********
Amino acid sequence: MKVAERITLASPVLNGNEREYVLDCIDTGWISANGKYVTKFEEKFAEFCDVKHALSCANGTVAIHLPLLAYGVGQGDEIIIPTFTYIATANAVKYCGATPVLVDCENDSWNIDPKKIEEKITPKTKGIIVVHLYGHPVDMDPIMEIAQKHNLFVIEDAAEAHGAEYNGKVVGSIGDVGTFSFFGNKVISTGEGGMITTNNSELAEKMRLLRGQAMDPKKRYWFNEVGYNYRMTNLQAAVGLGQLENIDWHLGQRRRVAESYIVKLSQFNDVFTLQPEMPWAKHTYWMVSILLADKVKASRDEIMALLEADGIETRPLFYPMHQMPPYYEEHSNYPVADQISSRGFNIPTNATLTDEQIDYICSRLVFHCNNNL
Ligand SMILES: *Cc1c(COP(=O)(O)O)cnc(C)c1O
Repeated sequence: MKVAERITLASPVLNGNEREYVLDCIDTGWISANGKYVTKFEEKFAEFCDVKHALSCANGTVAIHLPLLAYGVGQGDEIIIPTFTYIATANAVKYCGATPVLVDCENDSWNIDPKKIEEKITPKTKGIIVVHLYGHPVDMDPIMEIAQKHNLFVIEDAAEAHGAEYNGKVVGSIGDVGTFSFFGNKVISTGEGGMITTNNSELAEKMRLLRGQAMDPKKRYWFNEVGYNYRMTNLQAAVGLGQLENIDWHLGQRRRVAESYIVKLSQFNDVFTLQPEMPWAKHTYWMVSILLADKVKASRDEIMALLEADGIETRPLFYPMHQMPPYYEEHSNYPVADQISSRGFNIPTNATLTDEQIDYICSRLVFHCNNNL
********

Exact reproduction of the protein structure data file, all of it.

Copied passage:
Amino acid sequence: MKVAERITLASPVLNGNEREYVLDCIDTGWISANGKYVTKFEEKFAEFCDVKHALSCANGTVAIHLPLLAYGVGQGDEIIIPTFTYIATANAVKYCGATPVLVDCENDSWNIDPKKIEEKITPKTKGIIVVHLYGHPVDMDPIMEIAQKHNLFVIEDAAEAHGAEYNGKVVGSIGDVGTFSFFGNKVISTGEGGMITTNNSELAEKMRLLRGQAMDPKKRYWFNEVGYNYRMTNLQAAVGLGQLENIDWHLGQRRRVAESYIVKLSQFNDVFTLQPEMPWAKHTYWMVSILLADKVKASRDEIMALLEADGIETRPLFYPMHQMPPYYEEHSNYPVADQISSRGFNIPTNATLTDEQIDYICSRLVFHCNNNL
Ligand SMILES: *Cc1c(COP(=O)(O)O)cnc(C)c1O
Repeated sequence: MKVAERITLASPVLNGNEREYVLDCIDTGWISANGKYVTKFEEKFAEFCDVKHALSCANGTVAIHLPLLAYGVGQGDEIIIPTFTYIATANAVKYCGATPVLVDCENDSWNIDPKKIEEKITPKTKGIIVVHLYGHPVDMDPIMEIAQKHNLFVIEDAAEAHGAEYNGKVVGSIGDVGTFSFFGNKVISTGEGGMITTNNSELAEKMRLLRGQAMDPKKRYWFNEVGYNYRMTNLQAAVGLGQLENIDWHLGQRRRVAESYIVKLSQFNDVFTLQPEMPWAKHTYWMVSILLADKVKASRDEIMALLEADGIETRPLFYPMHQMPPYYEEHSNYPVADQISSRGFNIPTNATLTDEQIDYICSRLVFHCNNNL